It is a fact of life that violations occur in aviation operations. Most stem from a genuine desire to do a good job. Seldom are they acts of laziness or incompetence.
There are three types of violations:
- Routine violations;
- Situational violations;
- Optimising violations.
Routine violations are things which have become “the normal way of doing something” within the person’s work group (e.g. flight crew from one company base).
They can become routine for a number of reasons: flight crew may believe that procedures may be over prescriptive and violate them to simplify a task (cutting corners), to save time and effort. This rarely happens in flight operations, since flying tasks are so proceduralised, but it is not unusual to see these types of violations in maintenance engineering.
Situational violations occur due to the particular factors that exist at the time, such as time pressure, high workload, unworkable procedures, poorly designed man machine interface in the cockpit. These occur often when, in order to get the job done, pilots consider that a procedure cannot be followed.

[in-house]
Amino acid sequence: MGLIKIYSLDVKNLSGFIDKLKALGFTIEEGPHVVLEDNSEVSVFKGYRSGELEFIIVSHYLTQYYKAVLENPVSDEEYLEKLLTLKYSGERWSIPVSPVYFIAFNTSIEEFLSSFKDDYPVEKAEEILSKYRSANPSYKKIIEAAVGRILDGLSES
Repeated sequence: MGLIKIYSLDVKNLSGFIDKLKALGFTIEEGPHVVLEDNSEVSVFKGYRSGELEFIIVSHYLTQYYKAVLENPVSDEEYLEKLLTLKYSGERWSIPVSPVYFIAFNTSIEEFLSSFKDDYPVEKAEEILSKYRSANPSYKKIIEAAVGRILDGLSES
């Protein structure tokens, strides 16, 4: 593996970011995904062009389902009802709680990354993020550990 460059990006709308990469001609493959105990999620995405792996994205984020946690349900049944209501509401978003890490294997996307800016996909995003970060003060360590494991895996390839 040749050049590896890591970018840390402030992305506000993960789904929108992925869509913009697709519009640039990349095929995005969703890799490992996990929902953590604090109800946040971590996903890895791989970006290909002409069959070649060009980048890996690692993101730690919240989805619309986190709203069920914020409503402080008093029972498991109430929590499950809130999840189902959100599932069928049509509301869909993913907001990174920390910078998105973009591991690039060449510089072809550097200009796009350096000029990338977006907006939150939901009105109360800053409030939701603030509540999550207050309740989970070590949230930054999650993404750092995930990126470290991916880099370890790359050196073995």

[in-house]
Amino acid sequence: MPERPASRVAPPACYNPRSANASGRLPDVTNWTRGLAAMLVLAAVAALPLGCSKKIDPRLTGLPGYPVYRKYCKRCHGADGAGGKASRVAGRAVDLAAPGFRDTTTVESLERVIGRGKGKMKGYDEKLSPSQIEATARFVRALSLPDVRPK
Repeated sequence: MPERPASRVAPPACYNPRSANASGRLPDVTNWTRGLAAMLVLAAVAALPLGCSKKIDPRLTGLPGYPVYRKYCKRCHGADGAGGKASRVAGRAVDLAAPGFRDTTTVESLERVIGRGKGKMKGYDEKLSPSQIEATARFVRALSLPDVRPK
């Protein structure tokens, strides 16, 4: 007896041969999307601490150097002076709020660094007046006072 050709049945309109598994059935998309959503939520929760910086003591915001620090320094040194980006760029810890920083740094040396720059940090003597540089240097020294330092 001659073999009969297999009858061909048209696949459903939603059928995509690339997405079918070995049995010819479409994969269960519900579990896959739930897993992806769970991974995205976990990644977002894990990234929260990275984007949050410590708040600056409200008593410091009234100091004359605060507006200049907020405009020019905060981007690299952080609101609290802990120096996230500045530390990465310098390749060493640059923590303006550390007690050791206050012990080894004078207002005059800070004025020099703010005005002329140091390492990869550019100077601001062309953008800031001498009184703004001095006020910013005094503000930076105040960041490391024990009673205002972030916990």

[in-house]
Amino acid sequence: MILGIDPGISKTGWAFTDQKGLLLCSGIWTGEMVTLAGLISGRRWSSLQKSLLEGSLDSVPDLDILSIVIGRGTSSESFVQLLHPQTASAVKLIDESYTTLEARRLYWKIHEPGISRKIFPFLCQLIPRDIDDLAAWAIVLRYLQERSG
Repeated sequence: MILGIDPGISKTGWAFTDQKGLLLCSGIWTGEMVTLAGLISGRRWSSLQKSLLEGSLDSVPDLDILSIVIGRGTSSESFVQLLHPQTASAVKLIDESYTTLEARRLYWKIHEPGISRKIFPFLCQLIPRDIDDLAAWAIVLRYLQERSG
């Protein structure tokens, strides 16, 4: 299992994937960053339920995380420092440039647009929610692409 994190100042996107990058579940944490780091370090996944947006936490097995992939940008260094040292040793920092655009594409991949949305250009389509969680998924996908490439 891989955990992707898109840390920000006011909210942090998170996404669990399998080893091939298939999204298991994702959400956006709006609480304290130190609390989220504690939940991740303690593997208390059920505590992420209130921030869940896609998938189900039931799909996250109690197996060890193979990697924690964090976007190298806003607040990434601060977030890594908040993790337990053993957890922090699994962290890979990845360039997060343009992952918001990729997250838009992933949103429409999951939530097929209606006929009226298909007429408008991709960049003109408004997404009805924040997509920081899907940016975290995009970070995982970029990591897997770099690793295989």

Optimising violations involve breaking the rules for “kicks”. These are often quite unrelated to the actual task. The person just uses the opportunity to satisfy a personal need. Flying an illegal circuit over a friend’s house might be an example. Time pressure and high workload increase the likelihood of all types of violations occurring. People weigh up the perceived risks against the perceived benefits; unfortunately the actual risks can be much higher.